In a recent interview Law declared that contemporary existence was “cold and inhuman and incomplete” because humanity was “probably very fulfilled in our material need” but “cut off from its spiritual and emotional side.” This extraordinarily complacent attitude towards the difficulties confronting the majority of mankind stands reality on its head and points to some of the underlying problems in the film.
Contemporary existence for millions of people is cold, inhuman and incomplete precisely because they do not have their material needs fulfilled. Moreover, the staggering growth of social inequality and the resultant acute social and political tensions give rise to a sense of alienation among large numbers of people—including some who are relatively well-off.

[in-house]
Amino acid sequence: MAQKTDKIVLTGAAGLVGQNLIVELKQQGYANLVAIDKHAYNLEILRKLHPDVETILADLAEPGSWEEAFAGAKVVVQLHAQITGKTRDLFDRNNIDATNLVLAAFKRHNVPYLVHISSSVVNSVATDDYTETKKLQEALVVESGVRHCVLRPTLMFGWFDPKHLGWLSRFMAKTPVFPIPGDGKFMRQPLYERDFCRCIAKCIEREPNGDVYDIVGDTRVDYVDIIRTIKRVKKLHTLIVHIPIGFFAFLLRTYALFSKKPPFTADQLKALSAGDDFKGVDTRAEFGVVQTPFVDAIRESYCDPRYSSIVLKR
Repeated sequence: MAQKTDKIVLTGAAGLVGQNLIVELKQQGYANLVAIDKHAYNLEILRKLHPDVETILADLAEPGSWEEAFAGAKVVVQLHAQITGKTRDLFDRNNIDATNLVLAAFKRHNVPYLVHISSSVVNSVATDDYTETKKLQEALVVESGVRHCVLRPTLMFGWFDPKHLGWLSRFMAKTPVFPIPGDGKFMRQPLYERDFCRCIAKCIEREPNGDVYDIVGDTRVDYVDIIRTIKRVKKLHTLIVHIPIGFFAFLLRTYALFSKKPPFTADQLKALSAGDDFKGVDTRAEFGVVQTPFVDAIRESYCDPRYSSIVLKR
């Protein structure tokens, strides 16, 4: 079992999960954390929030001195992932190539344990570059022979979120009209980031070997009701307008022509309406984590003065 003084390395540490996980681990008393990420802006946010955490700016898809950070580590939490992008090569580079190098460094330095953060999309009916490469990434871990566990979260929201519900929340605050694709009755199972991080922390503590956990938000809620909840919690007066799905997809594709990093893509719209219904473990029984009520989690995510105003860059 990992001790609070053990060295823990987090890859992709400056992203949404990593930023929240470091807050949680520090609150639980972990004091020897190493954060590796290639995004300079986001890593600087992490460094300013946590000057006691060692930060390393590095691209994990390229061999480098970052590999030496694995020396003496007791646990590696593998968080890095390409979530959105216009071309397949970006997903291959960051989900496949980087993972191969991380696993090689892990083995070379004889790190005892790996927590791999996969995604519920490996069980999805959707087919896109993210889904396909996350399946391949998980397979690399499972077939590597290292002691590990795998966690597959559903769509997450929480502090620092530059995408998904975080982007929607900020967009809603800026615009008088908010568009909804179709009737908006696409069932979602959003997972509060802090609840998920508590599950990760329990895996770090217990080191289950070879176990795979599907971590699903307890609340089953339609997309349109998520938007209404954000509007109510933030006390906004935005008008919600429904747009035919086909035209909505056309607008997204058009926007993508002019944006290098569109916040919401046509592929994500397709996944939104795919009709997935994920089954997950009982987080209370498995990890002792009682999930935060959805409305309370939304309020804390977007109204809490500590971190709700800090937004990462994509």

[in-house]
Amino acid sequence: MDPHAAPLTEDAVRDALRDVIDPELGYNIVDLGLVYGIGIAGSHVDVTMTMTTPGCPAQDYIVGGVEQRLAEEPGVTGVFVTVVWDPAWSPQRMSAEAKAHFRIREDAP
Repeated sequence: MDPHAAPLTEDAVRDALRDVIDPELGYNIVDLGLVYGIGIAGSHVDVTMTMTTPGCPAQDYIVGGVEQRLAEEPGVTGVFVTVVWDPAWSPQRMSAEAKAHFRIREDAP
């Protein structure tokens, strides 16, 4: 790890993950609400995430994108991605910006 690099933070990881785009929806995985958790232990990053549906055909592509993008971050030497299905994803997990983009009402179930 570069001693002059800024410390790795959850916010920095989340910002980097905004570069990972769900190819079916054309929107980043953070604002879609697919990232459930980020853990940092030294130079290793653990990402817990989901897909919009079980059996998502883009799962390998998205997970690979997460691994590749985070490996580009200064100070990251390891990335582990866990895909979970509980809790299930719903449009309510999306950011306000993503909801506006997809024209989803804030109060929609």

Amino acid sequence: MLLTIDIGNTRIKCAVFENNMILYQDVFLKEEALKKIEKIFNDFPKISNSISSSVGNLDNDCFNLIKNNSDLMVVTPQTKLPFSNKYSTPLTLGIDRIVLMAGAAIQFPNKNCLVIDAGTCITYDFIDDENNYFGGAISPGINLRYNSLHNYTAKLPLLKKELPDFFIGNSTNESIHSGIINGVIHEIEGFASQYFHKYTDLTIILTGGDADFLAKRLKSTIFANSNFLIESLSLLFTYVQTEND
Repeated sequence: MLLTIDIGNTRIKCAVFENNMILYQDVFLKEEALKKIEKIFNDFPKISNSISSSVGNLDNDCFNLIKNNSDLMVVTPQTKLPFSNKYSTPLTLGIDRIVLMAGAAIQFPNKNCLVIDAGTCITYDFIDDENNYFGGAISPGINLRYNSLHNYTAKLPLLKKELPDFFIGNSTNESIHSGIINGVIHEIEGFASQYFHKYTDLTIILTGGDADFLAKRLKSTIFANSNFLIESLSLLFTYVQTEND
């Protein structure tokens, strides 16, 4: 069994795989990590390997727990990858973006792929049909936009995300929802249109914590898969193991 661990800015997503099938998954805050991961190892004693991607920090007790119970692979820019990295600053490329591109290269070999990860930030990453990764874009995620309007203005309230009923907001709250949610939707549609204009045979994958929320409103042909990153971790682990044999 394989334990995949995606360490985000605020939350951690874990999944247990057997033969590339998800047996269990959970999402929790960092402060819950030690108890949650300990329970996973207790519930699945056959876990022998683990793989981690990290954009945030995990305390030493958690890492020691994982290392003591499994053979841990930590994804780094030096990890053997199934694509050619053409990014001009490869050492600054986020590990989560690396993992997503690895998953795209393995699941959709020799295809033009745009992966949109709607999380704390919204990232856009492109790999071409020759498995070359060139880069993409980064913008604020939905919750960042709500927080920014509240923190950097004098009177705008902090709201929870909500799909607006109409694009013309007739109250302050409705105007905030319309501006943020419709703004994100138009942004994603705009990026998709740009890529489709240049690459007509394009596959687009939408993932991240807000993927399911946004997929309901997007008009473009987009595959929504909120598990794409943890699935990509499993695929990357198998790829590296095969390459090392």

Law's comments echo the thinking of the most self-satisfied and self-absorbed layers of the middle class, who feel something is missing from their lives but never question the established order and engage instead in a rather futile personal quest into the “inner world”.
This approach permeates The Goddess of 1967 and explains the director's offhand attitude toward the film's plot, the unconvincing character development and the lack of seriousness about the issues raised. Either she does not care about the issues—incest, abuse and violence—or simply regards them as dramatic devices for her own self-indulgent ruminations.
The Goddess of 1967 fails not because of its experimental visuals, non-linear narrative or choice of subject matter but because it does not address, let alone question, the social context that gives rise to feelings of alienation. As a result, the film contains no fresh insights and is a cold and misanthropic work.